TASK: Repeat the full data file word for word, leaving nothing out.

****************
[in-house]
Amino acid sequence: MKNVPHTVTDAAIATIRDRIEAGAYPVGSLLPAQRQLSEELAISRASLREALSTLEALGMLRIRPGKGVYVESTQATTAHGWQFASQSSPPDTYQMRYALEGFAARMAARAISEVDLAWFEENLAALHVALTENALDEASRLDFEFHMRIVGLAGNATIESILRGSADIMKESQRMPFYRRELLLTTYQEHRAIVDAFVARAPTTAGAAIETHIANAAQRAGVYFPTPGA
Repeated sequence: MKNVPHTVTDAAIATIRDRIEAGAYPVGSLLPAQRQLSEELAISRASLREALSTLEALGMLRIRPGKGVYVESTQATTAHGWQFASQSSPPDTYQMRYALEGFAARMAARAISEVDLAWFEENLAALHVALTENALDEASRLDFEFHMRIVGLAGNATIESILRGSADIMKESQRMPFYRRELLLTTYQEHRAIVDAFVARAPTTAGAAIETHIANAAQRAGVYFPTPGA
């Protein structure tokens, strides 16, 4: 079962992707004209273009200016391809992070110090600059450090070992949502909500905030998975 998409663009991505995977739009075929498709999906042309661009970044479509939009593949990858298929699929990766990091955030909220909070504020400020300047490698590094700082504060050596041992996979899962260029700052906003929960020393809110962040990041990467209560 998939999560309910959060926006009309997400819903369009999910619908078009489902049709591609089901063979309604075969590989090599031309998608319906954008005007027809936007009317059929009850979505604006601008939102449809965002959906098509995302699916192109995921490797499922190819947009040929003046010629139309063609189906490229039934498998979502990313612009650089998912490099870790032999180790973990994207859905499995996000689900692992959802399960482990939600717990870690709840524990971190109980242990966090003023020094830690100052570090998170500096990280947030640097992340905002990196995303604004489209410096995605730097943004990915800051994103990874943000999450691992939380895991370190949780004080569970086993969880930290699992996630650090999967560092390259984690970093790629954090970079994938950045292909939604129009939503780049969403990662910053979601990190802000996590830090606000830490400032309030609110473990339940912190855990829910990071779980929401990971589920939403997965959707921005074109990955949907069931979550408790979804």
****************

[in-house]
Amino acid sequence: MKNVPHTVTDAAIATIRDRIEAGAYPVGSLLPAQRQLSEELAISRASLREALSTLEALGMLRIRPGKGVYVESTQATTAHGWQFASQSSPPDTYQMRYALEGFAARMAARAISEVDLAWFEENLAALHVALTENALDEASRLDFEFHMRIVGLAGNATIESILRGSADIMKESQRMPFYRRELLLTTYQEHRAIVDAFVARAPTTAGAAIETHIANAAQRAGVYFPTPGA
Repeated sequence: MKNVPHTVTDAAIATIRDRIEAGAYPVGSLLPAQRQLSEELAISRASLREALSTLEALGMLRIRPGKGVYVESTQATTAHGWQFASQSSPPDTYQMRYALEGFAARMAARAISEVDLAWFEENLAALHVALTENALDEASRLDFEFHMRIVGLAGNATIESILRGSADIMKESQRMPFYRRELLLTTYQEHRAIVDAFVARAPTTAGAAIETHIANAAQRAGVYFPTPGA
């Protein structure tokens, strides 16, 4: 079962992707004209273009200016391809992070110090600059450090070992949502909500905030998975 998409663009991505995977739009075929498709999906042309661009970044479509939009593949990858298929699929990766990091955030909220909070504020400020300047490698590094700082504060050596041992996979899962260029700052906003929960020393809110962040990041990467209560 998939999560309910959060926006009309997400819903369009999910619908078009489902049709591609089901063979309604075969590989090599031309998608319906954008005007027809936007009317059929009850979505604006601008939102449809965002959906098509995302699916192109995921490797499922190819947009040929003046010629139309063609189906490229039934498998979502990313612009650089998912490099870790032999180790973990994207859905499995996000689900692992959802399960482990939600717990870690709840524990971190109980242990966090003023020094830690100052570090998170500096990280947030640097992340905002990196995303604004489209410096995605730097943004990915800051994103990874943000999450691992939380895991370190949780004080569970086993969880930290699992996630650090999967560092390259984690970093790629954090970079994938950045292909939604129009939503780049969403990662910053979601990190802000996590830090606000830490400032309030609110473990339940912190855990829910990071779980929401990971589920939403997965959707921005074109990955949907069931979550408790979804």